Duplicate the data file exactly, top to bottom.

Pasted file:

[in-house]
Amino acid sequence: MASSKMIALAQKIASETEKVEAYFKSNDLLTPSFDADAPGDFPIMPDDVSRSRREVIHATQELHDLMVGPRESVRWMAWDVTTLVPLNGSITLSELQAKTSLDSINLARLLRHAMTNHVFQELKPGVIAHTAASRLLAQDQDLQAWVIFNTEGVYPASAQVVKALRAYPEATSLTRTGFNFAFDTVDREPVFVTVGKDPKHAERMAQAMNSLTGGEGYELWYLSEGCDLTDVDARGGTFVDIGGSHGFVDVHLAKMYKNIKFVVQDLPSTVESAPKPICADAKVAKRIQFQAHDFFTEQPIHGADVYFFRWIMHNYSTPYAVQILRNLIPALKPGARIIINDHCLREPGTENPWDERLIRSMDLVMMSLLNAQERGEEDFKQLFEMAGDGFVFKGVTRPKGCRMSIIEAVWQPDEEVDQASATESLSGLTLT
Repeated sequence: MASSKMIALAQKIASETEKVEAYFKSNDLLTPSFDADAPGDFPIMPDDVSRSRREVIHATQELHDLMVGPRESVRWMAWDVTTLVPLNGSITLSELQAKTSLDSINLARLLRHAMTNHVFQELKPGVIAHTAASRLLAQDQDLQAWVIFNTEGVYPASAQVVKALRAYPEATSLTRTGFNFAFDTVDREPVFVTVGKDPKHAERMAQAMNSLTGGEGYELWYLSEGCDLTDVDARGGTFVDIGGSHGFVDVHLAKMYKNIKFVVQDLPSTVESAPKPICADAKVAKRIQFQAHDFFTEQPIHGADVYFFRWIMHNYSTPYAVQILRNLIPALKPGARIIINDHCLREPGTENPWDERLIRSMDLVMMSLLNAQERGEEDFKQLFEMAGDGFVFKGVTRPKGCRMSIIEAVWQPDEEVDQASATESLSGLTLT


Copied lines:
[in-house]
Amino acid sequence: MASSKMIALAQKIASETEKVEAYFKSNDLLTPSFDADAPGDFPIMPDDVSRSRREVIHATQELHDLMVGPRESVRWMAWDVTTLVPLNGSITLSELQAKTSLDSINLARLLRHAMTNHVFQELKPGVIAHTAASRLLAQDQDLQAWVIFNTEGVYPASAQVVKALRAYPEATSLTRTGFNFAFDTVDREPVFVTVGKDPKHAERMAQAMNSLTGGEGYELWYLSEGCDLTDVDARGGTFVDIGGSHGFVDVHLAKMYKNIKFVVQDLPSTVESAPKPICADAKVAKRIQFQAHDFFTEQPIHGADVYFFRWIMHNYSTPYAVQILRNLIPALKPGARIIINDHCLREPGTENPWDERLIRSMDLVMMSLLNAQERGEEDFKQLFEMAGDGFVFKGVTRPKGCRMSIIEAVWQPDEEVDQASATESLSGLTLT
Repeated sequence: MASSKMIALAQKIASETEKVEAYFKSNDLLTPSFDADAPGDFPIMPDDVSRSRREVIHATQELHDLMVGPRESVRWMAWDVTTLVPLNGSITLSELQAKTSLDSINLARLLRHAMTNHVFQELKPGVIAHTAASRLLAQDQDLQAWVIFNTEGVYPASAQVVKALRAYPEATSLTRTGFNFAFDTVDREPVFVTVGKDPKHAERMAQAMNSLTGGEGYELWYLSEGCDLTDVDARGGTFVDIGGSHGFVDVHLAKMYKNIKFVVQDLPSTVESAPKPICADAKVAKRIQFQAHDFFTEQPIHGADVYFFRWIMHNYSTPYAVQILRNLIPALKPGARIIINDHCLREPGTENPWDERLIRSMDLVMMSLLNAQERGEEDFKQLFEMAGDGFVFKGVTRPKGCRMSIIEAVWQPDEEVDQASATESLSGLTLT